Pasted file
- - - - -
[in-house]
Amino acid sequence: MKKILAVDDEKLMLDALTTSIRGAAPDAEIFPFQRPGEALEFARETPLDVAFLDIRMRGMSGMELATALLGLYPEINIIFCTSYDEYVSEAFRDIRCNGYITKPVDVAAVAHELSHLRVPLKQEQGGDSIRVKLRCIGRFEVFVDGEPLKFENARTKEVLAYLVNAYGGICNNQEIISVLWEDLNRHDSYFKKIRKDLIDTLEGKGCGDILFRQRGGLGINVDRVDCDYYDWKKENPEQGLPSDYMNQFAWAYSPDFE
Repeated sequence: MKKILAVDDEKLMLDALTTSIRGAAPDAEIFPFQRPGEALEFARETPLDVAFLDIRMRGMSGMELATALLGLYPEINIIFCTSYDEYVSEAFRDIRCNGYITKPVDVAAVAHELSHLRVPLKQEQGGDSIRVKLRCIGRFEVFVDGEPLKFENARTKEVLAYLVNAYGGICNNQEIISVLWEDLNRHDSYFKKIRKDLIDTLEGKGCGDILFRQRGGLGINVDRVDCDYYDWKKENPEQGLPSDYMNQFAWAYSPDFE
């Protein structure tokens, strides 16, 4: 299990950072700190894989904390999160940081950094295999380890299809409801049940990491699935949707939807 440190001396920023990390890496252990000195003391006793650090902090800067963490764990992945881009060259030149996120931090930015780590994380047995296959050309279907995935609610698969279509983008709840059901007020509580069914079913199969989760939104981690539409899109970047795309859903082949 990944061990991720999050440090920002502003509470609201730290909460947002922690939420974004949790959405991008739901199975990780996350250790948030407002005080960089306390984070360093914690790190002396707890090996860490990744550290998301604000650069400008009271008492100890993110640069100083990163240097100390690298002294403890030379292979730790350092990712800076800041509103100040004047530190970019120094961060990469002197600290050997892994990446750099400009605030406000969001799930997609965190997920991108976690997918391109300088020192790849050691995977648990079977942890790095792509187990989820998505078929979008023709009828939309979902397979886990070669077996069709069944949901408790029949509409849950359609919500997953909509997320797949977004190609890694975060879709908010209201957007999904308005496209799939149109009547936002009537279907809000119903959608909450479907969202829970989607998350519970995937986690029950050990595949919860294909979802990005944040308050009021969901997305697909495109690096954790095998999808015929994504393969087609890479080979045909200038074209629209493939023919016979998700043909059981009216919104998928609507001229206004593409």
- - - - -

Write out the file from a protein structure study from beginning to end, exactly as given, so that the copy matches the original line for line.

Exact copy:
[in-house]
Amino acid sequence: MKKILAVDDEKLMLDALTTSIRGAAPDAEIFPFQRPGEALEFARETPLDVAFLDIRMRGMSGMELATALLGLYPEINIIFCTSYDEYVSEAFRDIRCNGYITKPVDVAAVAHELSHLRVPLKQEQGGDSIRVKLRCIGRFEVFVDGEPLKFENARTKEVLAYLVNAYGGICNNQEIISVLWEDLNRHDSYFKKIRKDLIDTLEGKGCGDILFRQRGGLGINVDRVDCDYYDWKKENPEQGLPSDYMNQFAWAYSPDFE
Repeated sequence: MKKILAVDDEKLMLDALTTSIRGAAPDAEIFPFQRPGEALEFARETPLDVAFLDIRMRGMSGMELATALLGLYPEINIIFCTSYDEYVSEAFRDIRCNGYITKPVDVAAVAHELSHLRVPLKQEQGGDSIRVKLRCIGRFEVFVDGEPLKFENARTKEVLAYLVNAYGGICNNQEIISVLWEDLNRHDSYFKKIRKDLIDTLEGKGCGDILFRQRGGLGINVDRVDCDYYDWKKENPEQGLPSDYMNQFAWAYSPDFE
């Protein structure tokens, strides 16, 4: 299990950072700190894989904390999160940081950094295999380890299809409801049940990491699935949707939807 440190001396920023990390890496252990000195003391006793650090902090800067963490764990992945881009060259030149996120931090930015780590994380047995296959050309279907995935609610698969279509983008709840059901007020509580069914079913199969989760939104981690539409899109970047795309859903082949 990944061990991720999050440090920002502003509470609201730290909460947002922690939420974004949790959405991008739901199975990780996350250790948030407002005080960089306390984070360093914690790190002396707890090996860490990744550290998301604000650069400008009271008492100890993110640069100083990163240097100390690298002294403890030379292979730790350092990712800076800041509103100040004047530190970019120094961060990469002197600290050997892994990446750099400009605030406000969001799930997609965190997920991108976690997918391109300088020192790849050691995977648990079977942890790095792509187990989820998505078929979008023709009828939309979902397979886990070669077996069709069944949901408790029949509409849950359609919500997953909509997320797949977004190609890694975060879709908010209201957007999904308005496209799939149109009547936002009537279907809000119903959608909450479907969202829970989607998350519970995937986690029950050990595949919860294909979802990005944040308050009021969901997305697909495109690096954790095998999808015929994504393969087609890479080979045909200038074209629209493939023919016979998700043909059981009216919104998928609507001229206004593409």